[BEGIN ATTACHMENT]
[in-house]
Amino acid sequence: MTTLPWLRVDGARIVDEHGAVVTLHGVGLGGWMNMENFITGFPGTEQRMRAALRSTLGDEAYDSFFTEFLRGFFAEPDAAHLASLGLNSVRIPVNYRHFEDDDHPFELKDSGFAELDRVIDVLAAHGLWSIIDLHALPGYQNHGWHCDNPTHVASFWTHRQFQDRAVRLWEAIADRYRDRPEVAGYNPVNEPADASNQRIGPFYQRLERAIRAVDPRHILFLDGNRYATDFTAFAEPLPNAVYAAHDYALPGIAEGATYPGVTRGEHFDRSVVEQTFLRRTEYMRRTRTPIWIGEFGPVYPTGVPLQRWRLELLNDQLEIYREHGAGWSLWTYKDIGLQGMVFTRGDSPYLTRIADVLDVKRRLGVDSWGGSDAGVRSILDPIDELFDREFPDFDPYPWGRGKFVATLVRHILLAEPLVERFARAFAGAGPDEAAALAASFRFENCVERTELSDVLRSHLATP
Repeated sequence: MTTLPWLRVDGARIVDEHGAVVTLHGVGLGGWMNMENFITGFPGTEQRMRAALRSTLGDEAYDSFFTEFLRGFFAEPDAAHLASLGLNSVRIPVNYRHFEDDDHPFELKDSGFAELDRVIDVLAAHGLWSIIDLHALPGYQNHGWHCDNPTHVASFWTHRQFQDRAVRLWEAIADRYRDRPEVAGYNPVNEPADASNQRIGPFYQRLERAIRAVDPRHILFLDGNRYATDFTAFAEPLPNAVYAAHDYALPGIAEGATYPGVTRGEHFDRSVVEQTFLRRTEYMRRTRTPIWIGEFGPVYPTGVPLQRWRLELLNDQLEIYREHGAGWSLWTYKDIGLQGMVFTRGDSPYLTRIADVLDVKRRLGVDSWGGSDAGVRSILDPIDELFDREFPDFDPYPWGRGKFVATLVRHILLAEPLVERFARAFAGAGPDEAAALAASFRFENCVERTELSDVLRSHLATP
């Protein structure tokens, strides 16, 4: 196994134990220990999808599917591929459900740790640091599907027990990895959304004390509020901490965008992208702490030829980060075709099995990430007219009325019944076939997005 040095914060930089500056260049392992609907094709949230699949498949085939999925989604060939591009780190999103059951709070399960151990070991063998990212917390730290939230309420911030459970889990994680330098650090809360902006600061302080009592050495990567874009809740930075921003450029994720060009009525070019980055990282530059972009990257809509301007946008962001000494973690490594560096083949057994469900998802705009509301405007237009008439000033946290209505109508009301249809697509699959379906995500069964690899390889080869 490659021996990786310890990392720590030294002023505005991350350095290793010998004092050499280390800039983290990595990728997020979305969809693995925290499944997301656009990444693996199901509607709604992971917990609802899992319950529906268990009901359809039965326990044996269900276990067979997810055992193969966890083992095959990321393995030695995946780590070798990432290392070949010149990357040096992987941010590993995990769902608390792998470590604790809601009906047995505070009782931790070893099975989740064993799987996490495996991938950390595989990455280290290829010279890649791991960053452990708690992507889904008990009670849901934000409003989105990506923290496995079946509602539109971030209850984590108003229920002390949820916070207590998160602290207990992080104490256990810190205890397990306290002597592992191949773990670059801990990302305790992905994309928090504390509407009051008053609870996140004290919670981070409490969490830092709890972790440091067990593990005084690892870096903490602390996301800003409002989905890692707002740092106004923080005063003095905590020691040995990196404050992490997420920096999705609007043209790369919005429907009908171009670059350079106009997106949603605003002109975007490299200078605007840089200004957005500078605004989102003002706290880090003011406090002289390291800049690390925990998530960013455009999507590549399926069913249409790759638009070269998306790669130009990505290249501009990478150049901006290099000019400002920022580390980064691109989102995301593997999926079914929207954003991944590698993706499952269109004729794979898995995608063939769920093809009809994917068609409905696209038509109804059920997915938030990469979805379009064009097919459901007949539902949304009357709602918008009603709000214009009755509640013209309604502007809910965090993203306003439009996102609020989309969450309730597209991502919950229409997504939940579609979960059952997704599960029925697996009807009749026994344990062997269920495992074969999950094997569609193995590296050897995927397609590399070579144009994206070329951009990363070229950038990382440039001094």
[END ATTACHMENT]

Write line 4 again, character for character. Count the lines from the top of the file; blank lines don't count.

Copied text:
């Protein structure tokens, strides 16, 4: 196994134990220990999808599917591929459900740790640091599907027990990895959304004390509020901490965008992208702490030829980060075709099995990430007219009325019944076939997005 040095914060930089500056260049392992609907094709949230699949498949085939999925989604060939591009780190999103059951709070399960151990070991063998990212917390730290939230309420911030459970889990994680330098650090809360902006600061302080009592050495990567874009809740930075921003450029994720060009009525070019980055990282530059972009990257809509301007946008962001000494973690490594560096083949057994469900998802705009509301405007237009008439000033946290209505109508009301249809697509699959379906995500069964690899390889080869 490659021996990786310890990392720590030294002023505005991350350095290793010998004092050499280390800039983290990595990728997020979305969809693995925290499944997301656009990444693996199901509607709604992971917990609802899992319950529906268990009901359809039965326990044996269900276990067979997810055992193969966890083992095959990321393995030695995946780590070798990432290392070949010149990357040096992987941010590993995990769902608390792998470590604790809601009906047995505070009782931790070893099975989740064993799987996490495996991938950390595989990455280290290829010279890649791991960053452990708690992507889904008990009670849901934000409003989105990506923290496995079946509602539109971030209850984590108003229920002390949820916070207590998160602290207990992080104490256990810190205890397990306290002597592992191949773990670059801990990302305790992905994309928090504390509407009051008053609870996140004290919670981070409490969490830092709890972790440091067990593990005084690892870096903490602390996301800003409002989905890692707002740092106004923080005063003095905590020691040995990196404050992490997420920096999705609007043209790369919005429907009908171009670059350079106009997106949603605003002109975007490299200078605007840089200004957005500078605004989102003002706290880090003011406090002289390291800049690390925990998530960013455009999507590549399926069913249409790759638009070269998306790669130009990505290249501009990478150049901006290099000019400002920022580390980064691109989102995301593997999926079914929207954003991944590698993706499952269109004729794979898995995608063939769920093809009809994917068609409905696209038509109804059920997915938030990469979805379009064009097919459901007949539902949304009357709602918008009603709000214009009755509640013209309604502007809910965090993203306003439009996102609020989309969450309730597209991502919950229409997504939940579609979960059952997704599960029925697996009807009749026994344990062997269920495992074969999950094997569609193995590296050897995927397609590399070579144009994206070329951009990363070229950038990382440039001094």